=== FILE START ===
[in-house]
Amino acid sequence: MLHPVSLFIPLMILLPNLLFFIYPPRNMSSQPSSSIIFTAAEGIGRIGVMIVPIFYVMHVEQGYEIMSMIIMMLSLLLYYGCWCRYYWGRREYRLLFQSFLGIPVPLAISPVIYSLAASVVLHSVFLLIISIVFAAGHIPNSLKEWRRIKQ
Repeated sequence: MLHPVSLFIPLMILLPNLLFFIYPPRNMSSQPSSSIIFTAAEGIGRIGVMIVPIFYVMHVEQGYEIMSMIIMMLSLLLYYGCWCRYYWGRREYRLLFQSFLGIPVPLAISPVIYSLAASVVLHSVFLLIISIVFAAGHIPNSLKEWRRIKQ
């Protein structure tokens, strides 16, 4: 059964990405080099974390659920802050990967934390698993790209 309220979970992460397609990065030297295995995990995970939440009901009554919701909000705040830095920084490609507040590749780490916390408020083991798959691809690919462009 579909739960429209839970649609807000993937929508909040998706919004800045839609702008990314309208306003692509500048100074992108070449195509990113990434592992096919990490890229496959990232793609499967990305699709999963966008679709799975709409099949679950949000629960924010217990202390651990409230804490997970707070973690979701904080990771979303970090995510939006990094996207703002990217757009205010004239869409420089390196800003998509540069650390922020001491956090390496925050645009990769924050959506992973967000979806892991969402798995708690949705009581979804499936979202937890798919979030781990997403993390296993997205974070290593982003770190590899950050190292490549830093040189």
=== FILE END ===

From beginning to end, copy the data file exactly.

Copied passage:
[in-house]
Amino acid sequence: MLHPVSLFIPLMILLPNLLFFIYPPRNMSSQPSSSIIFTAAEGIGRIGVMIVPIFYVMHVEQGYEIMSMIIMMLSLLLYYGCWCRYYWGRREYRLLFQSFLGIPVPLAISPVIYSLAASVVLHSVFLLIISIVFAAGHIPNSLKEWRRIKQ
Repeated sequence: MLHPVSLFIPLMILLPNLLFFIYPPRNMSSQPSSSIIFTAAEGIGRIGVMIVPIFYVMHVEQGYEIMSMIIMMLSLLLYYGCWCRYYWGRREYRLLFQSFLGIPVPLAISPVIYSLAASVVLHSVFLLIISIVFAAGHIPNSLKEWRRIKQ
């Protein structure tokens, strides 16, 4: 059964990405080099974390659920802050990967934390698993790209 309220979970992460397609990065030297295995995990995970939440009901009554919701909000705040830095920084490609507040590749780490916390408020083991798959691809690919462009 579909739960429209839970649609807000993937929508909040998706919004800045839609702008990314309208306003692509500048100074992108070449195509990113990434592992096919990490890229496959990232793609499967990305699709999963966008679709799975709409099949679950949000629960924010217990202390651990409230804490997970707070973690979701904080990771979303970090995510939006990094996207703002990217757009205010004239869409420089390196800003998509540069650390922020001491956090390496925050645009990769924050959506992973967000979806892991969402798995708690949705009581979804499936979202937890798919979030781990997403993390296993997205974070290593982003770190590899950050190292490549830093040189």